An Air Force rookie is being credited for saving the life of another airman – but the rescue did not take place while on deployment; it took place on social media.
Senior Airman Charles Woomer from the Fairchild Office of Special Investigations in Washington was browsing the Air Force page on Reddit last Friday when he noticed something concerning.
Amidst the innocuous posts and discussions, there was a comment from another user who was asking how his life insurance policy would pay off for his family if “something” were to happen to him before he separated from the military.
Woomer, along with several other Reddit users, expressed their concern over the airman’s tone – except Woomer went one step further.
As a means of ensuring the anonymous airman’s safety, Woomer contacted employees at Google and Reddit to secure the user’s identity. Then, upon explaining the situation to his own supervisor, they made 25 different phone calls to get in touch with the office at which the Reddit commenter was stationed in Georgia.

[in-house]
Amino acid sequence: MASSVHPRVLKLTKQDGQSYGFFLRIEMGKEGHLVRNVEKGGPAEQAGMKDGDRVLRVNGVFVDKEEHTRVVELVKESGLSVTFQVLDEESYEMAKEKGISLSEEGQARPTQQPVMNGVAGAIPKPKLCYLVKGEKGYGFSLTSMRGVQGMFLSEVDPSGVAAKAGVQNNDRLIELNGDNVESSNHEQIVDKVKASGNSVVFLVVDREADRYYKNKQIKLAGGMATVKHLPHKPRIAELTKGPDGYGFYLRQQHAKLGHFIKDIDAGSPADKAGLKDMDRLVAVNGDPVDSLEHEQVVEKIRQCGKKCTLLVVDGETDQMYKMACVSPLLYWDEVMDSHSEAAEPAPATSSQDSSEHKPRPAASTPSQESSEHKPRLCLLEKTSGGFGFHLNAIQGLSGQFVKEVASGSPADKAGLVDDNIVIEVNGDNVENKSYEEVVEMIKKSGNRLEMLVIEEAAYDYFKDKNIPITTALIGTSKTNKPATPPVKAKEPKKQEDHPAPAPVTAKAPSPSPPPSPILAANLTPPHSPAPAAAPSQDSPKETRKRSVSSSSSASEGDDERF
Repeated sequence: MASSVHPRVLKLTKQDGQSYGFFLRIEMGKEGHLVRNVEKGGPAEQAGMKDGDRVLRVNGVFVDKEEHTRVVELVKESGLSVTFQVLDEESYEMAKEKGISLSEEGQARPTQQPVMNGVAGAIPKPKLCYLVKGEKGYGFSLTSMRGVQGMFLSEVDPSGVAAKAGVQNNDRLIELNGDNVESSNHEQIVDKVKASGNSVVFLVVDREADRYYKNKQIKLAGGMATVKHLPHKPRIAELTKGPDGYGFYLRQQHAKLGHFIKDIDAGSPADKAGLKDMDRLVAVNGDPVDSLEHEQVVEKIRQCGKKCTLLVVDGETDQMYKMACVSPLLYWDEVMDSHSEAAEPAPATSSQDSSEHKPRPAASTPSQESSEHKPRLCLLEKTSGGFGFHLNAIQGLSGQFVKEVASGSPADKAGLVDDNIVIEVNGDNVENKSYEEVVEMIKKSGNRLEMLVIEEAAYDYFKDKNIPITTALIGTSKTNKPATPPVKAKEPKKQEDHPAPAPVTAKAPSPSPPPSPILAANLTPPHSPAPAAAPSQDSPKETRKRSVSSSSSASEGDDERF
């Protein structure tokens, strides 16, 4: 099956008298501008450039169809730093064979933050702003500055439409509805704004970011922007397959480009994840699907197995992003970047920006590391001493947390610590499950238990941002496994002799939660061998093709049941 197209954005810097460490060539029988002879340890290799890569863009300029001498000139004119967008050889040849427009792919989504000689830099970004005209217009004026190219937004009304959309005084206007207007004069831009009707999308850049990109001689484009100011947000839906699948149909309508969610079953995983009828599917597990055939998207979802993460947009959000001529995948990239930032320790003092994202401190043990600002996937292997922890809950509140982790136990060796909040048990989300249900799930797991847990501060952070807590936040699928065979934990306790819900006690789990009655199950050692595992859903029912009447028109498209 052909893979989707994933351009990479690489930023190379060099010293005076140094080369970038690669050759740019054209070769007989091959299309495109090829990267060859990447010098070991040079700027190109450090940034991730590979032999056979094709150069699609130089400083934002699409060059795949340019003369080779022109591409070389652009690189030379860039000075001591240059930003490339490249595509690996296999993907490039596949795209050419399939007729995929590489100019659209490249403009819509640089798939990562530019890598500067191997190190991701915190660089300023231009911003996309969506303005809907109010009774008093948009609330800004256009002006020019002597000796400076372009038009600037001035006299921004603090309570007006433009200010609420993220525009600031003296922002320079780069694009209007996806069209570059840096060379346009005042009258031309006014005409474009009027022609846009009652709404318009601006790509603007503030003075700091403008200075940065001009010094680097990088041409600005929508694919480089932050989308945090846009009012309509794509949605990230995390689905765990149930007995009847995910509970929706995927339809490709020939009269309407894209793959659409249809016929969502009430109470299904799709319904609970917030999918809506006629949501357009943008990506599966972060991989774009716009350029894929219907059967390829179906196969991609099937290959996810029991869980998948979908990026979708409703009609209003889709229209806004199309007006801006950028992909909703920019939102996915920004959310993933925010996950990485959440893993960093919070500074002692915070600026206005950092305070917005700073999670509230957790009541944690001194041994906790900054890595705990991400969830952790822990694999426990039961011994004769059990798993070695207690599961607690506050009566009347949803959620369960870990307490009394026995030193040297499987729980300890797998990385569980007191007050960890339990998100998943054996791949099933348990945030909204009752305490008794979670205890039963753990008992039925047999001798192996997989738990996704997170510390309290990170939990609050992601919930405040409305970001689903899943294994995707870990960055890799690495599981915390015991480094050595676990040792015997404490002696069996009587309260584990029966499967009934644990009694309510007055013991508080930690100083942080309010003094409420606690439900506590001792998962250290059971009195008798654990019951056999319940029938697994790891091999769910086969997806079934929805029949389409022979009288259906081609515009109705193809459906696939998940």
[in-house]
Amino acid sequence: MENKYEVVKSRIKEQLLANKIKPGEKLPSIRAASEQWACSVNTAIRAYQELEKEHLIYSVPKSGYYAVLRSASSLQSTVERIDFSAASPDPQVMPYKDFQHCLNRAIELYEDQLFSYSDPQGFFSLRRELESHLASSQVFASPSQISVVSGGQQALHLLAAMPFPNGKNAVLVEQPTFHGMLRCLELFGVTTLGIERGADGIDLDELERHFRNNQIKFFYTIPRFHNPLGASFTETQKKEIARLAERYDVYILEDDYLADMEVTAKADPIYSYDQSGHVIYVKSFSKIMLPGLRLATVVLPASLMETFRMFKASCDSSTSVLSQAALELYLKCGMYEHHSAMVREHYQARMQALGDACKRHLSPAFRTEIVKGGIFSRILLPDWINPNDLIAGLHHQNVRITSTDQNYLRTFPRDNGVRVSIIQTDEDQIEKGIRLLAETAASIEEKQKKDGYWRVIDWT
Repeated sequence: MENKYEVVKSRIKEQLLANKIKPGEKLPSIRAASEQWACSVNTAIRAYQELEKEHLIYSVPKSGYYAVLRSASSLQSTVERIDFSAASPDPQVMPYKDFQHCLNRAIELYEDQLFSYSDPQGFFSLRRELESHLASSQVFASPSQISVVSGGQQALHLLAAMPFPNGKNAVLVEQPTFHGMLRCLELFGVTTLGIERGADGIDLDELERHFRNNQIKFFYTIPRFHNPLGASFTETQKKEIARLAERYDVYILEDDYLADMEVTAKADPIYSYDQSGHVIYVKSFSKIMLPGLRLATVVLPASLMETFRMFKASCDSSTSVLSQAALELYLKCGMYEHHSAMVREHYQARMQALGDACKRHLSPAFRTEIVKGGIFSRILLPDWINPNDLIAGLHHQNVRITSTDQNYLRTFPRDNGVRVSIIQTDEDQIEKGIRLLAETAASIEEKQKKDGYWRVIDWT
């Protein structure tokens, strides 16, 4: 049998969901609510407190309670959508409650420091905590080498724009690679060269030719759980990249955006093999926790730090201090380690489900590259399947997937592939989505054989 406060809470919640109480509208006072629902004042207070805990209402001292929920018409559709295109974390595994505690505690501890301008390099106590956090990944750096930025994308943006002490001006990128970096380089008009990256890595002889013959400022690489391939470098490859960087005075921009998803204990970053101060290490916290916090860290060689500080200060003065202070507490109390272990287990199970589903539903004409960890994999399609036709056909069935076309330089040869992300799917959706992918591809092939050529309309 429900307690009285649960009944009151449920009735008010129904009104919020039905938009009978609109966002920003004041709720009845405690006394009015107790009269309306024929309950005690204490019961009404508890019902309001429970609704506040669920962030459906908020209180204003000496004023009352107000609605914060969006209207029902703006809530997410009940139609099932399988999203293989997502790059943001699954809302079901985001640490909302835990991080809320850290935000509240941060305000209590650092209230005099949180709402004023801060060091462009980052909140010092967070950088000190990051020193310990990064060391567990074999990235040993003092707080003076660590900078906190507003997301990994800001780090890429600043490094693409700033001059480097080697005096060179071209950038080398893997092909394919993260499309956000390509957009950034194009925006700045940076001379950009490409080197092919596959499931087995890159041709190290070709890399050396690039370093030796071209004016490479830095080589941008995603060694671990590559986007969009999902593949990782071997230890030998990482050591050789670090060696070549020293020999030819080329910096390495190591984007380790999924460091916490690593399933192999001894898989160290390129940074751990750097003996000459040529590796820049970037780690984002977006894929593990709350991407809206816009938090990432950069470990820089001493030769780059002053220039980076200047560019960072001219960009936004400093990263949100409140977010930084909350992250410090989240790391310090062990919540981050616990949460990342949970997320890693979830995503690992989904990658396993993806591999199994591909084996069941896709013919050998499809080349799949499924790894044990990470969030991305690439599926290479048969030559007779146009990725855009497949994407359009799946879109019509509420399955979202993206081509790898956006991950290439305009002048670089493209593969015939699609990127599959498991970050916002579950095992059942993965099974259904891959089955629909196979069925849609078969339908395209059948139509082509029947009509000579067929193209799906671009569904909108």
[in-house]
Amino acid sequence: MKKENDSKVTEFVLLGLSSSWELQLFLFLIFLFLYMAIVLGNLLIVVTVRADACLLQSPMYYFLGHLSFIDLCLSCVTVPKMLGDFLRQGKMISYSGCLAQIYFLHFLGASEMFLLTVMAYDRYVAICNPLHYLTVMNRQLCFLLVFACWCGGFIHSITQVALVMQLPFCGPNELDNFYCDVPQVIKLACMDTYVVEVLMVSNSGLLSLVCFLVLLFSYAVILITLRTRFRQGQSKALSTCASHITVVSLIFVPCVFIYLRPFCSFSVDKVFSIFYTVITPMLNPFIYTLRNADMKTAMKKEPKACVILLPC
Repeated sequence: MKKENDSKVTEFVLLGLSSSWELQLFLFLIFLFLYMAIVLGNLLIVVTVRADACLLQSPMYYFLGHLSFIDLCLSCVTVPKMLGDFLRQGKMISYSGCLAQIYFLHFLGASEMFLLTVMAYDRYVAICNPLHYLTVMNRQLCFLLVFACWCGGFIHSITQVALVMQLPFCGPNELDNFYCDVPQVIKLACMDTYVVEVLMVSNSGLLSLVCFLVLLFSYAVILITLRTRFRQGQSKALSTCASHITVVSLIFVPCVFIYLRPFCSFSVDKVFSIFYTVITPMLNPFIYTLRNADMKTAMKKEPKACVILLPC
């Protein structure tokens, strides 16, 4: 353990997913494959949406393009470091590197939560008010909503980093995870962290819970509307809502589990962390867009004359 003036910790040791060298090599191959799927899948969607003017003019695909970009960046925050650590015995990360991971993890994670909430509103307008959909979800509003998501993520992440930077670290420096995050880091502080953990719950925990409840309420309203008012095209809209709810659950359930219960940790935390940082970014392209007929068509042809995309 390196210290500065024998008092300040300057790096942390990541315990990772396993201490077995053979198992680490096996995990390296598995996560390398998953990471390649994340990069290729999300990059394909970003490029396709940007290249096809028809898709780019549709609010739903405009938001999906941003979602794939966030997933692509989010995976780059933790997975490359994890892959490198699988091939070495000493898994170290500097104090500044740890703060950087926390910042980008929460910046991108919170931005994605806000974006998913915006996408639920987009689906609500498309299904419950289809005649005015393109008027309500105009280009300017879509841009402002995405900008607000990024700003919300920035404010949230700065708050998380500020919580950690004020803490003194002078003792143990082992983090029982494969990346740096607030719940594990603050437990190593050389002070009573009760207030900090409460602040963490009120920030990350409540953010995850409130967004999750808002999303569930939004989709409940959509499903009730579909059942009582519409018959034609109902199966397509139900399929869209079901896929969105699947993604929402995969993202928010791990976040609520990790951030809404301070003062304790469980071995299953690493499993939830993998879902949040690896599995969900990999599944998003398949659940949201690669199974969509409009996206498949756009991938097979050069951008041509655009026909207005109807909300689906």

Leaders of the base approached the airman and confirmed that he had indeed been planning on committing suicide by the end of the week. According to a statement released by the Fairchild Air Force Base, the airman had been diagnosed with depression in the past and was prescribed medication for his symptoms. His suicidal ideations returned, however, when his medication recently ran out.
The airman was then taken to a nearby medical facility for treatment. Had he succeeded in his plans, he would have left behind a wife and two children, ages 4 and 9.
When news of the incident spread to the Air Force page on Reddit, Woomer was praised for his actions.
“Good job man,” wrote one user. “You did a great thing. I hope you get some recognition for this, and most importantly I hope the airman receives the help he needs. Thank you from everyone who has had suicide (affect) them.”
Help Save A Life: Click To Share The Incredible News With Your Friends – Representational photo by Airman Manisha Vasquez / U.S. Air Force